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Get Connected With an Internet Service Provider

Speed, wireless, support ... all these are factors to consider


To connect your computer to the Internet, you'll need an Internet Service Provider, or ISP.

Some ISPs are large and well known, while others are literally one-person operations.

Some companies limit their service to providing Internet access only.

Others, like telephone or cable companies, may offer Internet access as part of a larger package of services.

You may also have access to fiber-optic service in your community. It is important to compare service providers and options to make sure you are getting what you want and the best deal possible to meet your needs.


If you have limited Internet expertise, you may want to start with one of the well-known ISPs. They usually offer user-friendly startup software. This software often includes such features as a browser, instant messaging, parental controls and pop-up blockers. Many also offer 24-hour technical support. Of course, all of this convenience results in higher monthly user fees. Once you are comfortable with how the Internet works, you may discover you don't need all the extras and can switch to a lower-cost ISP.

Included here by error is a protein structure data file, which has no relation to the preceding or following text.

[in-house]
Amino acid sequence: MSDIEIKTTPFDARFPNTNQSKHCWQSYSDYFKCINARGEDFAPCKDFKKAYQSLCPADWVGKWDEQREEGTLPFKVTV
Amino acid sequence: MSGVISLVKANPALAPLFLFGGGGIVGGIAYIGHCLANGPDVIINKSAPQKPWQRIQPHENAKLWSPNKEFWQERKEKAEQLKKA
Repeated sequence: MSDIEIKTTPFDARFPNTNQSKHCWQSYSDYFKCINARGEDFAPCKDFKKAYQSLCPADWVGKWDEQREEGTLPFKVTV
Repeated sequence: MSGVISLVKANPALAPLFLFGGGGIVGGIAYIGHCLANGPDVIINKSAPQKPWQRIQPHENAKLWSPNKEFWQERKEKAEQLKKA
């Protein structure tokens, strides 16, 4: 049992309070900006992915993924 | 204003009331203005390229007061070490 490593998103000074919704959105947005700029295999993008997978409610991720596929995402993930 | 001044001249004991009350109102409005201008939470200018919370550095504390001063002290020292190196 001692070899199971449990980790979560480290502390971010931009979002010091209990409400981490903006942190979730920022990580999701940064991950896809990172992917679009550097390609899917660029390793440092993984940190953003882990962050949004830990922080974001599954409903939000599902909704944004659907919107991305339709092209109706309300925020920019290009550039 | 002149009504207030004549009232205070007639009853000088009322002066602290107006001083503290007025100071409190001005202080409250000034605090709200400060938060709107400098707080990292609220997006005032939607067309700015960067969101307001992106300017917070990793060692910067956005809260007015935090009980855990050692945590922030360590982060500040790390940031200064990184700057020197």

Whatever your present level of expertise, you will want to consider these factors when selecting a provider:

  • Speed. If all you want to do is check email and read Web pages, a dial-up connection may be enough. But most people also want to download music or television shows or watch videos. For these, you will need a faster connection with broadband access, like a digital subscriber line (DSL), a cable modem or satellite
  • Availability. For dial-up service, is there a local phone number for access?
  • Wireless access. Can you get a wireless connection for other computers in your home?
  • E-mail. How many email accounts come with the service? What will be the storage limit on your mailbox? How many days does the ISP keep your mail before deleting it?
  • Website space. Do you want to create a personal website? If so, find out whether your provider offers web space and software to create your page.
  • Software. Is there any software required to activate the service? How do you get it? What is the capacity of the software? Can you use whatever browser or email program you'd like?
  • Support. What kinds of support are available: phone, email, chat, etc.? What are the hours of support? Are there any additional charges for support?
  • Special features. What services are provided in terms of spam blocking, virus protection, instant messaging and chat rooms?
  • Terms of service. Is there a limit to the number of hours per month you can use the service?
  • Cost. What is the monthly fee for the service? Are there any additional equipment or setup fees? What is the fee for extra email accounts?
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